Idir Moukhlis, a project manager and Wydad fan in the Middle Atlas city of Ifrane, intends to catch the Club World Cup on TV after missing out on the chance to buy tickets.

“I feel a sense of pride, especially since Wydad qualified as the champion from the African continent and not as a team of the host country,” he told kick442.

A Moroccan club has never won the Club World Cup; the closest one came was when Raja Casablanca were runner-up a decade ago.

The Club World Cup has returned to Morocco for the third time after the 2013 and 2014 editions.
This represented an opportunity for African football to shine again through the participation of Wydad Casablanca and Al Ahly of Egypt.

It can also be seen as an avenue to create awareness about Morocco’s ability to host the 2025 AFCON and the FIFA.

Since the designation of Morocco as the host of the Club World Cup, both the capital Rabat and Tangier have reinforced their facilities, increased security in the stadiums and prepared the city for the arrival of clubs and fans. The competition is held between 1 and 11 February 2023. As was the case in Agadir and Marrakech in 2013, and in Rabat and Marrakech in 2014, Tangier and Rabat have prepared for the occasion. On both occasions the winners of the competition were the European team, Bayern Munich and Real Madrid respectively, but in a football that is becoming more and more evenly matched it is likely that we will see some surprises.

This year’s edition of the Club World Cup, known as the Mundialito, formerly known as the Intercontinental Cup, will be the 19th edition with the new format (63rd if we count from its birth) and will have seven participants: Real Madrid (Europe), Wydad Casablanca (Africa), Flamengo (Copa Libertadores champion), Seattle Sounders (CONCACAF), Auckland City (Oceania), Al-Hilal (Asia) and Al-Ahly (Africa). Among the favourites were Real Madrid as the main contenders to win the competition, the team from Africa, Al Ahly SC of Egypt and Flamengo as the representative of South American football but Flamengo got eliminated on Tuesday evening.

In 2018, Fifa inspectors visited Morocco to evaluate its suitability as a host for the 2026 World Cup. Their report raised questions about the ability of Morocco’s airports and trains to ferry fans between a dozen cities designated to host matches.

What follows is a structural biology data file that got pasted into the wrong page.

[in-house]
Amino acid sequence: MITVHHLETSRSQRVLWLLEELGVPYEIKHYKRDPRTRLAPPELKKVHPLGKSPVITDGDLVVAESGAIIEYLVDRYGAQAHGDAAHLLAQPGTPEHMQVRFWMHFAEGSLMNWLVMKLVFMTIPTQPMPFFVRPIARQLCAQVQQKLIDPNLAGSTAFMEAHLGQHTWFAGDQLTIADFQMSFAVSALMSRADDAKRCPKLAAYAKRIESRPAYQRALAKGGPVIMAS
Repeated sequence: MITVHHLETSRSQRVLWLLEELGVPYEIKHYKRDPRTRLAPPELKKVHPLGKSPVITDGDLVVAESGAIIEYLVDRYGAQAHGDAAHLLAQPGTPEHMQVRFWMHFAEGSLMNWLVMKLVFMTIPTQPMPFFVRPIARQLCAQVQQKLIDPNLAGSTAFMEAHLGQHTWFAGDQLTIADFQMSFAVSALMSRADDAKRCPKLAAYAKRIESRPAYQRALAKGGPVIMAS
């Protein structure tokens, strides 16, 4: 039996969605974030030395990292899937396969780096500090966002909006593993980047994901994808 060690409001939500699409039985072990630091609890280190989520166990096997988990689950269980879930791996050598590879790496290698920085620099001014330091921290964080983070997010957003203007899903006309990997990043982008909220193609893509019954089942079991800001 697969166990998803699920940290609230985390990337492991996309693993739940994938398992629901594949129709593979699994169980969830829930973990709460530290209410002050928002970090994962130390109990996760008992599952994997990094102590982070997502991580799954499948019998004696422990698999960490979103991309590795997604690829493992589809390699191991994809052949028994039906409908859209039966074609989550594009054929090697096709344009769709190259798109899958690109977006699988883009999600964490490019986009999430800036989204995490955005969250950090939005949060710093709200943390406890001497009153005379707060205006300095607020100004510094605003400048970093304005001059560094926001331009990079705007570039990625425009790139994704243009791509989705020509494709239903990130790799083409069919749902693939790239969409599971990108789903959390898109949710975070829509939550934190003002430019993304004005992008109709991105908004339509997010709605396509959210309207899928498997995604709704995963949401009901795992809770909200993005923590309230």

Morocco has made some major improvements to its infrastructure in recent years.
In 2018, the kingdom launched Africa’s first bullet train, Al Boraq. The train cut the trip from Rabat to Tangier from over five hours to an hour and 20 minutes.

The semi-final will be held in Tangier and the final will be in Rabat, and both sites have everything in place to host the competition in the best conditions. The organising committee has renovated the Ibn Battuta stadium in Tangier and the Mulay Abdelah stadium in Rabat (repair of the pitch and renovation of the facilities) to make them ready to host the matches.

Moroccan fans hope that a smooth Club World Cup could boost Morocco’s credentials to host the World Cup itself in 2030.

Among them is Souhaila Adrif, a Wydad supporter and journalist covering matches for Le Journal de Tanger.

“The Club World Cup and its success is a strong indicator that strengthens Morocco’s position and its ability to host the World Cup in 2030, especially after the Lions’ victories in Qatar,” she said.

Morocco is committed to making the new edition of the Club World Cup a success, as it has and possesses all the means and advantages to do so. Thanks to the vision of the Moroccan crown and a vibrant Federation.

The AFCON 2025 in Morocco will pave way for the country and continent to argue for it’s second FIFA World Cup host experience.